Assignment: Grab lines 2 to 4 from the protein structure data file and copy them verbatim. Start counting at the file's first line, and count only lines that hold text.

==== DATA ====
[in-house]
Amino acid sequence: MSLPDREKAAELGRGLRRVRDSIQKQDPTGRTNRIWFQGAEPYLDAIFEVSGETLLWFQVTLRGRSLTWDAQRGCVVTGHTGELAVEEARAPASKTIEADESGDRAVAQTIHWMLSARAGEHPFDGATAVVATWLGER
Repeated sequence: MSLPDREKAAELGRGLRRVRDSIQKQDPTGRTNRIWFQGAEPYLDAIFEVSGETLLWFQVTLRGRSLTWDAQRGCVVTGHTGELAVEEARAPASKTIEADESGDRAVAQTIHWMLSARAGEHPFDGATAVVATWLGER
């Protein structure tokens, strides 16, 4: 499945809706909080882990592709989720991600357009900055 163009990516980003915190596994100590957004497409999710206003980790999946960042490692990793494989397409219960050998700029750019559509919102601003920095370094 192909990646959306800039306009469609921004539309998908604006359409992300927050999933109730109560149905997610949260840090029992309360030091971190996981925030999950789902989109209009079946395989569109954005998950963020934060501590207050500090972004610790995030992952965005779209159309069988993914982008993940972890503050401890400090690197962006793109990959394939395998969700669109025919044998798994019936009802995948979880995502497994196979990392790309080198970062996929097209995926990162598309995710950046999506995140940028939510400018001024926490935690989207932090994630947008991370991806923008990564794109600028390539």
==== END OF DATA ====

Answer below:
Amino acid sequence: MSLPDREKAAELGRGLRRVRDSIQKQDPTGRTNRIWFQGAEPYLDAIFEVSGETLLWFQVTLRGRSLTWDAQRGCVVTGHTGELAVEEARAPASKTIEADESGDRAVAQTIHWMLSARAGEHPFDGATAVVATWLGER
Repeated sequence: MSLPDREKAAELGRGLRRVRDSIQKQDPTGRTNRIWFQGAEPYLDAIFEVSGETLLWFQVTLRGRSLTWDAQRGCVVTGHTGELAVEEARAPASKTIEADESGDRAVAQTIHWMLSARAGEHPFDGATAVVATWLGER
């Protein structure tokens, strides 16, 4: 499945809706909080882990592709989720991600357009900055 163009990516980003915190596994100590957004497409999710206003980790999946960042490692990793494989397409219960050998700029750019559509919102601003920095370094 192909990646959306800039306009469609921004539309998908604006359409992300927050999933109730109560149905997610949260840090029992309360030091971190996981925030999950789902989109209009079946395989569109954005998950963020934060501590207050500090972004610790995030992952965005779209159309069988993914982008993940972890503050401890400090690197962006793109990959394939395998969700669109025919044998798994019936009802995948979880995502497994196979990392790309080198970062996929097209995926990162598309995710950046999506995140940028939510400018001024926490935690989207932090994630947008991370991806923008990564794109600028390539």